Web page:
BMW Group and PSA Peugeot Citroën have signed a letter of intent to consider extending co-operation on petrol engines which sources say will be around two-litres in size.

In a joint statement, the two automakers on Monday said they had "agreed to extend their successful cooperation in the field of petrol four-cylinder engines. They will jointly conduct a feasibility study concerning a new family of engines with advanced technology features aimed at delivering excellent power and torque characteristics combined with reduced fuel consumption and CO2-emissions.

"If the study confirms the expected technological, industrial and financial benefits the two companies intend to enter into a joint development project."

A BMW spokesman in Germany declined to provide any more details but sources close to PSA Group said suggestions the engine family would be larger, around two-litres in capacity, four cylinders and not destined for the Mini would not be wide of the mark.

The sources also said a more detailed announcement was expected early in 2007 as such early deliberations typically take about three months.

This extension upwards is significant, as BMW is famed for its innovative engine technology and it now seems certain it will be sharing the smaller petrol engines for its core BMW range with PSA.

BMW's current I4 petrol engine line is made at Hams Hall near Birmigham in England, home also to some of the engines developed under the current PSA-BMW co-operation agreement that recently developed a family of 75-175hp 1.6-litre petrol engines for the redesigned Mini plus Peugeot and Citroën vehicles.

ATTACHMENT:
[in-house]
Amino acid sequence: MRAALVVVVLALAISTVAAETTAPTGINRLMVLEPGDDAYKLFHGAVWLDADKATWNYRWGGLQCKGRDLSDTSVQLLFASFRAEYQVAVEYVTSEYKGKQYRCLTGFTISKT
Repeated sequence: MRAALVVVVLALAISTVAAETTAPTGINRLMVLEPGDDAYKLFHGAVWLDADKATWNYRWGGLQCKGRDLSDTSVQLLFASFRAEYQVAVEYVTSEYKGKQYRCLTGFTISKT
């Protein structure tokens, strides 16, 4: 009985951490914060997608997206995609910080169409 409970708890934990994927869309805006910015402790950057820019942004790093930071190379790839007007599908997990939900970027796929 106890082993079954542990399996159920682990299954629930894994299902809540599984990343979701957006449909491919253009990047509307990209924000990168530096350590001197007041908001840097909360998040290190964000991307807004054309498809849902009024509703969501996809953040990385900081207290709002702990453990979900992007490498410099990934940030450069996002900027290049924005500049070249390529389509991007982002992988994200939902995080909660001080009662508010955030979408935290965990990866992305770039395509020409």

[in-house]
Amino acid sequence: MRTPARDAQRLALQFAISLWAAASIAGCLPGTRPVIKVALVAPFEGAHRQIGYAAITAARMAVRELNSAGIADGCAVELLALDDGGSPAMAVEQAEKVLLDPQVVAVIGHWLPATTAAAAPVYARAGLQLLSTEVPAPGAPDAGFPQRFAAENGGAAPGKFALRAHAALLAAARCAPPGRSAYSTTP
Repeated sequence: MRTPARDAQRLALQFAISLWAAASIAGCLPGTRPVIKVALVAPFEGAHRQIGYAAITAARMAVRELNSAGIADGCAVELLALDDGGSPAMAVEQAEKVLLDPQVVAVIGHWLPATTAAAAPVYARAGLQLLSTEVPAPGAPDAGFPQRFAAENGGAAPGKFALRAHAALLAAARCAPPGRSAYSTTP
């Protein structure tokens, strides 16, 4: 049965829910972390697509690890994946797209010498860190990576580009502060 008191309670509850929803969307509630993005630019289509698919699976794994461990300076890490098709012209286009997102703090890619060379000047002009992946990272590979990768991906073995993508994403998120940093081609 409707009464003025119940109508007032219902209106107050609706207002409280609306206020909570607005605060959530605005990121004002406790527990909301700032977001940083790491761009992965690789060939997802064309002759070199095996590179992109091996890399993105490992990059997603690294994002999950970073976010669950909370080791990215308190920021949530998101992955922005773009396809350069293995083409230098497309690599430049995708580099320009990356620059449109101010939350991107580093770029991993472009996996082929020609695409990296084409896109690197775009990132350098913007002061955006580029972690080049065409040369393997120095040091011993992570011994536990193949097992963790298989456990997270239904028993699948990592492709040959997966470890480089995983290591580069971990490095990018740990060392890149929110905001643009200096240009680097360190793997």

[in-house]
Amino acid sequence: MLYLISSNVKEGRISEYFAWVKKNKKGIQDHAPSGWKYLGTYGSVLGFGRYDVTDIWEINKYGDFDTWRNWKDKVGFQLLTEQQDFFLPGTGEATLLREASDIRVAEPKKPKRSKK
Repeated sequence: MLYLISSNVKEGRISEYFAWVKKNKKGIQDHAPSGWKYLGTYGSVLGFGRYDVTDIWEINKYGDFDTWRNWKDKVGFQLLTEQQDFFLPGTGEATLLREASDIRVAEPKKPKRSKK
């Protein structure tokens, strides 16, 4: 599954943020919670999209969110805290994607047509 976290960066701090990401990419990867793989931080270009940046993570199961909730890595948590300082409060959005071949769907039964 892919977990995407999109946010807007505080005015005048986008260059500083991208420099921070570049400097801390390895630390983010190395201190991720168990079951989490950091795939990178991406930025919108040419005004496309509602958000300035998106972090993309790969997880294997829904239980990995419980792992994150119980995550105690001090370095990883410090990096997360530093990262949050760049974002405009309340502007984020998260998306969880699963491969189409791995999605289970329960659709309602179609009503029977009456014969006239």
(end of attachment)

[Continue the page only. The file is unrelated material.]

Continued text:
In this case the two companies produce the engines separately. Peugeot produces its needs - for models such as the Peugeot 207 - at Francaise de Mecanique in Douvrin near Lille, France, while BMW prefers its UK plant, mainly because its versions of the engines are destined exclusively for the Mini, built down the road in Oxford.

BMW originally set up Tritec Motors in Brazil, a joint venture with DaimlerChrysler, to produce small engines for the Mini. It no longer sources any engines from there, having switched production to Hams Hall.

The larger BMW I4 engines made in the UK have such technology as Valvetronic which replaces the traditional throttle butterfly with electronic variable valve timing and opening to control engine speed.

Graeme Roberts and Sue Brown